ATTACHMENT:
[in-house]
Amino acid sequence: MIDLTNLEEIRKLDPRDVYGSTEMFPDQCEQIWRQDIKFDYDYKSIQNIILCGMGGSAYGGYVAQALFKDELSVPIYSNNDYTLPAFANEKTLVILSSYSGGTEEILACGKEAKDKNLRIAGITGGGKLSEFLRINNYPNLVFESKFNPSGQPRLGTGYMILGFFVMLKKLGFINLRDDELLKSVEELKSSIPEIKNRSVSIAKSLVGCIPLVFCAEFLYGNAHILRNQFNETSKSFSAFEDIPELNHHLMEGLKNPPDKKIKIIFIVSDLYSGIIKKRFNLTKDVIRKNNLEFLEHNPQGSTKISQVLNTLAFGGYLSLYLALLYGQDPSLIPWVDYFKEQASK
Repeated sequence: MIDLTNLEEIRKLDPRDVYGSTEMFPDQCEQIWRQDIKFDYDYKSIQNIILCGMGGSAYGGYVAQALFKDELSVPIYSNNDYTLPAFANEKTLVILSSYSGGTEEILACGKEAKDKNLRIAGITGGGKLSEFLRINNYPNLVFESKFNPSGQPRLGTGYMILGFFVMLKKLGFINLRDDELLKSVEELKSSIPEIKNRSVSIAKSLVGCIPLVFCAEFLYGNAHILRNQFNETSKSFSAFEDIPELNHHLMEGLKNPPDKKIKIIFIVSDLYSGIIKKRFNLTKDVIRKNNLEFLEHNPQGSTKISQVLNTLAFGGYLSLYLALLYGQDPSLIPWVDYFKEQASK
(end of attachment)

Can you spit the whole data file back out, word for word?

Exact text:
[in-house]
Amino acid sequence: MIDLTNLEEIRKLDPRDVYGSTEMFPDQCEQIWRQDIKFDYDYKSIQNIILCGMGGSAYGGYVAQALFKDELSVPIYSNNDYTLPAFANEKTLVILSSYSGGTEEILACGKEAKDKNLRIAGITGGGKLSEFLRINNYPNLVFESKFNPSGQPRLGTGYMILGFFVMLKKLGFINLRDDELLKSVEELKSSIPEIKNRSVSIAKSLVGCIPLVFCAEFLYGNAHILRNQFNETSKSFSAFEDIPELNHHLMEGLKNPPDKKIKIIFIVSDLYSGIIKKRFNLTKDVIRKNNLEFLEHNPQGSTKISQVLNTLAFGGYLSLYLALLYGQDPSLIPWVDYFKEQASK
Repeated sequence: MIDLTNLEEIRKLDPRDVYGSTEMFPDQCEQIWRQDIKFDYDYKSIQNIILCGMGGSAYGGYVAQALFKDELSVPIYSNNDYTLPAFANEKTLVILSSYSGGTEEILACGKEAKDKNLRIAGITGGGKLSEFLRINNYPNLVFESKFNPSGQPRLGTGYMILGFFVMLKKLGFINLRDDELLKSVEELKSSIPEIKNRSVSIAKSLVGCIPLVFCAEFLYGNAHILRNQFNETSKSFSAFEDIPELNHHLMEGLKNPPDKKIKIIFIVSDLYSGIIKKRFNLTKDVIRKNNLEFLEHNPQGSTKISQVLNTLAFGGYLSLYLALLYGQDPSLIPWVDYFKEQASK